Here's the good news for TV fans: You're not alone. • Figures from Nielsen Media Research show that the average American watched 151 hours of television each month in the fourth quarter of 2008 — an all-time high. • But here's the problem: Network TV doesn't know how to make money off all this extra activity, and it is slowly destroying the way the big broadcast networks make profits, bringing seismic changes to the shows we all watch. • This week, as the networks reveal their fall schedules for the early ad-selling season called the "upfronts," all the networks' revenue is projected to dip as much as 20 percent from last year.
Like newspapers, TV outlets have more audience than ever in more corners of media — including cable channels, the TV streaming site Hulu.com and Apple's iTunes store. But they don't make nearly enough money on them.
"People love our product, but they're just everywhere and nowhere, you know?" said Fox entertainment president Kevin Reilly, working the crowd at a Fox party in the trendy Los Angeles club My House in January. "For all the digital business we're nurturing along, it turns TV dollars into digital pennies. You wonder: Are you creating less incentive to watch your own channel?"
On Monday, Fox will be the first broadcast network to announce its new fall schedule in New York, followed by the remaining four networks. The TV industry seems poised on the lip of serious change — from NBC handing Jay Leno its entire 10 p.m. hour to the CW network giving up programming Sundays.
Increasingly, TV is no longer the great American hearth; viewers are seeking out television on their own terms, turning a mass medium into thousands of smaller niches that make less money.
And no one knows how to stop it.
"Soon, we're going to have a convergence where we're going to be watching TV on the same device that we have the Internet available to us," said Andy Borowitz, a humorist, author and former TV writer who created the NBC series The Fresh Prince of Bel-Air.
"The networks' response to this has been to make their shows more Internet-savvy . . . which has the effect of reminding us that we'd rather be on the Internet than watch television," he said, predicting the death of regularly scheduled TV diced in 30- and 60-minute bits. "Movies, games, Xbox, Twitter . . . it all will be competing with television on the same screen. I just think it sort of spells the end of network TV as we know it."
As the industry prepares to start another revolutionary year, here are a few predictions for the future of television, based on conversations with a host of experts and a few hunches.
Network TV becomes more like cable TV; cable becomes more like networks.
NBC's decision to turn over the fall 10 p.m. slot to Leno had an added benefit: It cut down on the prime time hours the network has to fill.
Marc Berman, a ratings analyst at Mediaweek magazine, predicts networks like NBC will follow cable TV's lead, focusing on a limited number of hours in prime time and replacing failed new shows with reruns of popular series.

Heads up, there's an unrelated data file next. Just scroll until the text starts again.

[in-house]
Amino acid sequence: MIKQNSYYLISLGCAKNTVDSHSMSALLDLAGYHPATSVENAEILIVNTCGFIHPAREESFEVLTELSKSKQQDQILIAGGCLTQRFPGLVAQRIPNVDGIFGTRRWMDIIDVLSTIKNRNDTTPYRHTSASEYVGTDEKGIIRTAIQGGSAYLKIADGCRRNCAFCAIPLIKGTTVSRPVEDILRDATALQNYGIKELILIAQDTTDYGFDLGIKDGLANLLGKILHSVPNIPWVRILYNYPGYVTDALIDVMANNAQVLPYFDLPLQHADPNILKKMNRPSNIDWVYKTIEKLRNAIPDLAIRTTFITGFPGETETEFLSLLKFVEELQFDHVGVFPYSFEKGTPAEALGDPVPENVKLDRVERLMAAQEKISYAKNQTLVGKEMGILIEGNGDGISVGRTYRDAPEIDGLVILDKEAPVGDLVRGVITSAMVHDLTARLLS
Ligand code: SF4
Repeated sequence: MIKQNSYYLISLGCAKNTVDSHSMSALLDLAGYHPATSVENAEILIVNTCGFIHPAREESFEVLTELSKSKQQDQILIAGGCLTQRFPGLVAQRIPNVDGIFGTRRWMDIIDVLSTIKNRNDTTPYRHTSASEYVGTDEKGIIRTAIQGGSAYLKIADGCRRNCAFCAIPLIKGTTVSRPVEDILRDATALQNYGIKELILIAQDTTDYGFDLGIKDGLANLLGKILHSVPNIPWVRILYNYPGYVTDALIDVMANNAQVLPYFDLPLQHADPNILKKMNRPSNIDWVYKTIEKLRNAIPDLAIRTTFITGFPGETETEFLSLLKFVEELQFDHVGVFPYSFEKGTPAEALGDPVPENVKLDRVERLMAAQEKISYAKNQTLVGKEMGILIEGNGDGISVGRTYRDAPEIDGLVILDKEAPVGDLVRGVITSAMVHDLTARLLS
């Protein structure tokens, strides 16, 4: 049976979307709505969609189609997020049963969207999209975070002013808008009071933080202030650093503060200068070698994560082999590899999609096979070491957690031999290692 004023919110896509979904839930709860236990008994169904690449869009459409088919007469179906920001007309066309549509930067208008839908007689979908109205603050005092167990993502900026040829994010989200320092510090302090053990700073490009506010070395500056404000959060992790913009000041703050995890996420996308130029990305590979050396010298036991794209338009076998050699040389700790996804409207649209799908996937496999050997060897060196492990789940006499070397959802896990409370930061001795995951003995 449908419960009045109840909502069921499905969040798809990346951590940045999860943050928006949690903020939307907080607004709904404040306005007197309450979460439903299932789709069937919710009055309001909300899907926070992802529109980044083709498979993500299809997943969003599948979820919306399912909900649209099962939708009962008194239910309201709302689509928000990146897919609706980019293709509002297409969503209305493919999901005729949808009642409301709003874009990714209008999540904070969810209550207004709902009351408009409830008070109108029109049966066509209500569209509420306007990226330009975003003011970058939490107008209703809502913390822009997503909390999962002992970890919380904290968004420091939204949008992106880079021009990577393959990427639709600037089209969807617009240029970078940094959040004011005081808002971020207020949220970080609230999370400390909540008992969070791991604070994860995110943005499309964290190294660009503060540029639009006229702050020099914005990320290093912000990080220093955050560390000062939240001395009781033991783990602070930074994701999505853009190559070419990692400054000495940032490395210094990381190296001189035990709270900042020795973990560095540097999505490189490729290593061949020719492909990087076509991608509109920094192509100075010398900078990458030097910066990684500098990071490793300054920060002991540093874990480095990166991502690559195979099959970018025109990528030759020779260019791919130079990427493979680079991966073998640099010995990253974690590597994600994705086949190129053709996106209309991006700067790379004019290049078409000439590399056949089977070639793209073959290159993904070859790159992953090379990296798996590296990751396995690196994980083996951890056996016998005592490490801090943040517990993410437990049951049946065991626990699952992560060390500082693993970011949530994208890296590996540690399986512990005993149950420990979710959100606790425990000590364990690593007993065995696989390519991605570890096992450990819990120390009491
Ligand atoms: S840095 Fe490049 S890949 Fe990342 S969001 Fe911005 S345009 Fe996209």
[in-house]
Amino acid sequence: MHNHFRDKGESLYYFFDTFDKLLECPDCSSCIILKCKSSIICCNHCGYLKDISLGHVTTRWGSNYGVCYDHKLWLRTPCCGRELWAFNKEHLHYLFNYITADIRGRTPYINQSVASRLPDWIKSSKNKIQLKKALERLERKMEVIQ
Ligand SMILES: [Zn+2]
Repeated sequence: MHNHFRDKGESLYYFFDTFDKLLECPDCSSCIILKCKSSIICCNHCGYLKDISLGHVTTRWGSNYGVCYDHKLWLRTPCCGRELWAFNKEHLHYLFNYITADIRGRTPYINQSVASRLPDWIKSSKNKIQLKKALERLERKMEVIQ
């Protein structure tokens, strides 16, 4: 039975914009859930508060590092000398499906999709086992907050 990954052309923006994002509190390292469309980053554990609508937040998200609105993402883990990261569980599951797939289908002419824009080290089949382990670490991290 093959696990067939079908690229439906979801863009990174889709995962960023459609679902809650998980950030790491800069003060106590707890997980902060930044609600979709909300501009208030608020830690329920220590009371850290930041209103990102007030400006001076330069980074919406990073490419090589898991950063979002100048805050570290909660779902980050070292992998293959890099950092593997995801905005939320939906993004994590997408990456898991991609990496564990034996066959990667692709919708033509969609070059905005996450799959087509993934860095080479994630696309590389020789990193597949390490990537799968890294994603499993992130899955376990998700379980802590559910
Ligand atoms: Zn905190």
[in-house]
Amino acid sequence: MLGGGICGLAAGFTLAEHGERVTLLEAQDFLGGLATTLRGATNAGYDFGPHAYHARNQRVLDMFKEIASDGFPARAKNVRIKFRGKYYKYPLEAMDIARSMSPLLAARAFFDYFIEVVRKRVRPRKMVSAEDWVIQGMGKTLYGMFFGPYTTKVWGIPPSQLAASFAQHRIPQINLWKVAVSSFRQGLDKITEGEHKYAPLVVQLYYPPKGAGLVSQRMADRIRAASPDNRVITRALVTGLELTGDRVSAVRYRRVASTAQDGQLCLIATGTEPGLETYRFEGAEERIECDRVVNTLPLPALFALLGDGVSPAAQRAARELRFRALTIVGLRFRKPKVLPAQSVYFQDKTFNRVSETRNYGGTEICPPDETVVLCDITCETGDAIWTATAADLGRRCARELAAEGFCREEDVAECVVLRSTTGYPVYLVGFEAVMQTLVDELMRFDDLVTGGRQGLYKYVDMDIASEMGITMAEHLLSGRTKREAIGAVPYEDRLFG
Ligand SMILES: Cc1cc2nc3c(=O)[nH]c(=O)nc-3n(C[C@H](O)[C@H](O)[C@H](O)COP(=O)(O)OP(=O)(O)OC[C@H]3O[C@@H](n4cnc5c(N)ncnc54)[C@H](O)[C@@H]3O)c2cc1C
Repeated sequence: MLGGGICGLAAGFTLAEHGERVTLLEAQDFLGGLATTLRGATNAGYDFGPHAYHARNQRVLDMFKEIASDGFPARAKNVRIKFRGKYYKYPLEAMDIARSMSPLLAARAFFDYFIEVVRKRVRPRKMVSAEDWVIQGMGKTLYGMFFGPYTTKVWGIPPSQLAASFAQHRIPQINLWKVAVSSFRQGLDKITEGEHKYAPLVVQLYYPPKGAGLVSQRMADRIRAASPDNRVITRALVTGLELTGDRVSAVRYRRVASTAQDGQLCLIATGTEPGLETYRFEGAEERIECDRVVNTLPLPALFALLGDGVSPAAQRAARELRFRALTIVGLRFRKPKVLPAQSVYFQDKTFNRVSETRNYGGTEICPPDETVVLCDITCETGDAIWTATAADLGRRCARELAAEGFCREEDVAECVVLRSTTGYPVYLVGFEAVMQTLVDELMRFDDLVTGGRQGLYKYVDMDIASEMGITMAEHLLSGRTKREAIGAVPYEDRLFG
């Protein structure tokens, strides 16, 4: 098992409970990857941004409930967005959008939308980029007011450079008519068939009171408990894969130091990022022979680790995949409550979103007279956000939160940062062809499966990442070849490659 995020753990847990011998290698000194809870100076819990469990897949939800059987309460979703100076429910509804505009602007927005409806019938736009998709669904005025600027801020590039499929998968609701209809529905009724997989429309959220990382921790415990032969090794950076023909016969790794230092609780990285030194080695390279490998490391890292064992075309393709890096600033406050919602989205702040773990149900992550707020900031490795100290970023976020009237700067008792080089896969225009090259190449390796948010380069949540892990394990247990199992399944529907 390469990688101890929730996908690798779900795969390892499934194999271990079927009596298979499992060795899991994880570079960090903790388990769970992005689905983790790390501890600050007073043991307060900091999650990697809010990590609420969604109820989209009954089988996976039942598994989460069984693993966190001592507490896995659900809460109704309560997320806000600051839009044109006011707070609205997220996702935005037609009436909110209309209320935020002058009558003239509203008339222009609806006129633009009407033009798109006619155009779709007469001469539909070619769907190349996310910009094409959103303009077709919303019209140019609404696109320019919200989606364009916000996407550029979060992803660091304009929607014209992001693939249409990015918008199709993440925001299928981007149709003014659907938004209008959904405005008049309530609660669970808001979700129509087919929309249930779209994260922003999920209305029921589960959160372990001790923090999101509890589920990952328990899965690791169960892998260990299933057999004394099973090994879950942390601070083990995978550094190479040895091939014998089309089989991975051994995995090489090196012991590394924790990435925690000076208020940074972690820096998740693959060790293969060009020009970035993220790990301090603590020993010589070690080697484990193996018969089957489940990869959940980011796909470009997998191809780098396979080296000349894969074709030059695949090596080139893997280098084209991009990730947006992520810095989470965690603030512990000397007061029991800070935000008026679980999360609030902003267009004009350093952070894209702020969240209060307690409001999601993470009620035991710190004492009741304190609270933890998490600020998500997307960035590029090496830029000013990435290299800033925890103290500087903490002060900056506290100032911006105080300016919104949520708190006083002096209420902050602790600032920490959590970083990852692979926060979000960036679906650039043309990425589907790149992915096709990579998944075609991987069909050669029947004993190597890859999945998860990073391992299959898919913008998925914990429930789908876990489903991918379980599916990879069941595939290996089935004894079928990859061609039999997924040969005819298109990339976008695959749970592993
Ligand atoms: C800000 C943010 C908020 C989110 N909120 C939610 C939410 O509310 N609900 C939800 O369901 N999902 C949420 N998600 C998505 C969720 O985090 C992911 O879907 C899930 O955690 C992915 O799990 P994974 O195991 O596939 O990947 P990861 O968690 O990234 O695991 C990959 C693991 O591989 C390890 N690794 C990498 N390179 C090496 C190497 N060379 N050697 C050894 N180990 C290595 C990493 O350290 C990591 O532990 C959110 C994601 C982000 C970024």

Berman expects Fridays, where only CBS draws real viewership, to feature more reruns, saving money for networks straining to fill 22 hours of programming weekly. And if Leno's show works, we'll see a return to the days of Carol Burnett and Sid Caesar, with rival networks firing up their own comedy/variety shows to cut costs and reap viewers.
Meanwhile, cable channels are offering more original programming than ever, with TNT presenting a record seven new series this summer. "I think we're becoming more like the way TV networks are supposed to be, with a nice number of shows we can give our full attention," said Michael Wright, head of programming for TNT, TBS and Turner Classic Movies.
But Borowitz predicts cable channels' success is just a pit stop on the way to a future where online TV viewing makes all TV scheduling obsolete. "It's what they call in the stock market a 'dead cat bounce,' " he added, laughing. "There's going to be room for quality TV, but the idea of these arbitrarily half-hour or hourlong shows scheduled on one night? There's no need for that anymore."
Mass TV viewing drops as audience is increasingly divided by generation and media habits.
Forget about TV events linking the country like the M*A*S*H finale. These days, the audience seems divided into three camps: old-school viewers who watch television traditionally; young people who have instinctively accepted the union of TV and the Internet, watching programs across up to 10 screens each day; and middle-aged users who tend to separate television and computer activity, but are increasingly melding the two.
This is another reason unscripted "reality TV" competitions such as American Idol and Dancing With the Stars still draw a crowd; young people still watch them, and the show's competitive aspect makes viewers less likely to watch episodes later online.
As competition gets fiercer, network TV gets blander.
"(M*A*S*H creator) Larry Gelbart once said to me, 'We're training the audience with what we put on TV,' " Borowitz said. "If you have a whole generation of kids (watching) Rock of Love, that becomes comedy for them. Or kids are getting their entertainment from YouTube, in a clip they're all sending to each other. So the audience is being trained very differently . . . which makes taking risks really difficult."
Eric Deggans' blog, the Feed, is at blogs.tampabay.com/media.